No. C-4509.

710 S.W.2d 59 (1986)

MMP, LTD., A Texas Limited Partnership, Petitioner, v. Robert C. JONES, Individually and d/b/a Frank Jones Insurance Agency, Inc., Respondent.

Supreme Court of Texas.

May 21, 1986.

Attorney(s) appearing for the Case

Thomas H. Crofts, Jr., Groce, Locke & Hebdon, San Antonio, for petitioner.

Charles E. Jones, Jr., Nunn, Griggs, Wetsel & Jones, Sweetwater, Tom Stolhandske, Stolhandske, Stolhandske & Conley, San Antonio, for respondent.


This is an appeal from a summary judgment in a suit on a sworn account brought by Robert C. Jones, individually and doing business as Frank Jones Insurance Agency, Inc., against MMP, Ltd., a limited partnership. The trial court granted Jones' motion for summary judgment. The court of appeals affirmed. 695 S.W.2d 208. We reverse the judgment of the court of appeals and remand the cause to the trial court.

The summary judgment evidence shows that MMP, Ltd. was originally a limited partnership with MMP Corporation as a corporate general partner. A.N. Murray was both president of MMP Corporation and a limited partner in MMP, Ltd. In 1973, the parties cancelled the limited partnership agreement and agreed to continue as a general partnership. MMP Corporation managed and/or did business as the Downtown Motor Inn. Robert Jones furnished insurance coverage to the Downtown Motor Inn over a period from June 1974 to April 1978, when premiums became delinquent. The original endorsement showed the insured as "MMP Corporation and/or MMP, Ltd." Jones filed suit on June 15, 1982.

The summary judgment proof included two letters which the trial court interpreted as an acknowledgment of the debt at issue, which would otherwise be barred by the statute of limitations. See former Tex. Rev.Civ.Stat.Ann. art. 5539 (now Tex.Civ. Pract. 16.065). The first of these, dated November 14, 1974 and signed by A.N. Murray, concerns an agreement between Murray and some of the parties to share the expenses of the Inn "on a 1/3 basis." The second of these, dated July 10, 1978, was from W. Ernest Norcross: it said that MMP Corporation would "make every effort" to start making payments of $1000 a month. MMP, Ltd. filed a response to the motion for summary judgment and controverting affidavits, disputing both the alleged acknowledgements and its liability for the debt incurred by its former corporate general partner, an allegedly separate entity.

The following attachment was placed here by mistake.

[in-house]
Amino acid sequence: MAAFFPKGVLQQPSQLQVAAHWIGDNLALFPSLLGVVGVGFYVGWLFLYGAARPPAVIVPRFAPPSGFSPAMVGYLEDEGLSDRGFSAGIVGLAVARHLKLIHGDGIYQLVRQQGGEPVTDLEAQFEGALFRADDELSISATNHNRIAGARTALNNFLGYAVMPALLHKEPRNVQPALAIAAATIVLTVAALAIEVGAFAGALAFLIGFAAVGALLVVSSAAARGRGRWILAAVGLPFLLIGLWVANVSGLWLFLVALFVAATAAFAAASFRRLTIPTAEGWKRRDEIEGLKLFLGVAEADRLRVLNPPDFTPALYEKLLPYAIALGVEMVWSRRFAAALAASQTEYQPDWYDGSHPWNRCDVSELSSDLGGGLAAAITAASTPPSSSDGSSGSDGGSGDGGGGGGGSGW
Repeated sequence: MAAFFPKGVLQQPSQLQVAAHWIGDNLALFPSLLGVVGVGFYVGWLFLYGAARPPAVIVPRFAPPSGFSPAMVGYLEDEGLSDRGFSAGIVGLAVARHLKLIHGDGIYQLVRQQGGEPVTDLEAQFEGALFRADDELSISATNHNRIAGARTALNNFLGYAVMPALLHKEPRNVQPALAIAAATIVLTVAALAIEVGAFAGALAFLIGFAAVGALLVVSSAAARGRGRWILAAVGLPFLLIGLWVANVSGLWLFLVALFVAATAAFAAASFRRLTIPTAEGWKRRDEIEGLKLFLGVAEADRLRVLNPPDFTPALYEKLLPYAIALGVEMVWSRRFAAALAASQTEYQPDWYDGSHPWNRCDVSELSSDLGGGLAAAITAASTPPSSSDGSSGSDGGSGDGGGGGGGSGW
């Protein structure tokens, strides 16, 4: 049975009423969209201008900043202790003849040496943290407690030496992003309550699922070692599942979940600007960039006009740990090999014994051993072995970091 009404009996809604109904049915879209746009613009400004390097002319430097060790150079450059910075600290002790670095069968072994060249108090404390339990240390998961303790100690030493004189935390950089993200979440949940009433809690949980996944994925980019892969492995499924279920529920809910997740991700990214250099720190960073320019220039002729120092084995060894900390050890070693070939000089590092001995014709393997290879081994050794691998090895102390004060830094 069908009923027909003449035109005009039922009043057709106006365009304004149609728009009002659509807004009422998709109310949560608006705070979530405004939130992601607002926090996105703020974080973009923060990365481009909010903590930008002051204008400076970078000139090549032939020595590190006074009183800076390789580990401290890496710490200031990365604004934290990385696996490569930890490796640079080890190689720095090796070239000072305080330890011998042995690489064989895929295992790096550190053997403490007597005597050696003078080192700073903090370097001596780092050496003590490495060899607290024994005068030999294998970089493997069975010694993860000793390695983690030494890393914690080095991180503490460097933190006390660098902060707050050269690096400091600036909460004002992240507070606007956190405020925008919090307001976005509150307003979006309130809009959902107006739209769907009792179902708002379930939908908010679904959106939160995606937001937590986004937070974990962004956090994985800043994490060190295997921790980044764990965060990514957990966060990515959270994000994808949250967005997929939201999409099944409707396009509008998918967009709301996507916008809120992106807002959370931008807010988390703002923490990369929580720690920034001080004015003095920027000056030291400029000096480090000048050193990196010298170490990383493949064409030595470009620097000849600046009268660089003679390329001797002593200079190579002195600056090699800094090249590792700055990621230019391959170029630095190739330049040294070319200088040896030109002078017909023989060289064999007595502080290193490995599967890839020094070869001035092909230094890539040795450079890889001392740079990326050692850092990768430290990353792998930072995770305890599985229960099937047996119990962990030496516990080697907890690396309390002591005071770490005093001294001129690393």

To be entitled to summary judgment, the movant must conclusively prove all essential elements of his claim. City of Houston v. Clear Creek Basin Authority, 589 S.W.2d 671, 678 (Tex.1979). The burden is on movant to show that there are no genuine issues of material fact and that movant is entitled to judgment as a matter of law. Tex.R.Civ.P. 166-A(c). Evidence favorable to the nonmovant will be taken as true and every reasonable inference must be indulged in nonmovants, and any doubts resolved in their favor. Wilcox v. St. Mary's University, 531 S.W.2d 589, 593 (Tex. 1975). Here, the summary judgment evidence does not conclusively establish all essential elements of the plaintiff Jones' cause of action. The record as a whole shows that there is an issue of fact as to whether the 1978 letter is a sufficient acknowledgement, or new promise to pay, by MMP, Ltd. Because there is a genuine issue of material fact, summary judgment was not proper, and the decision of the court of appeals is in conflict with our opinions in Clear Creek and Wilcox.

Pursuant to Tex.R.Civ.P. 483, we grant writ of error, and, without hearing oral argument, reverse the judgment of the court of appeals and remand the cause to the trial court.


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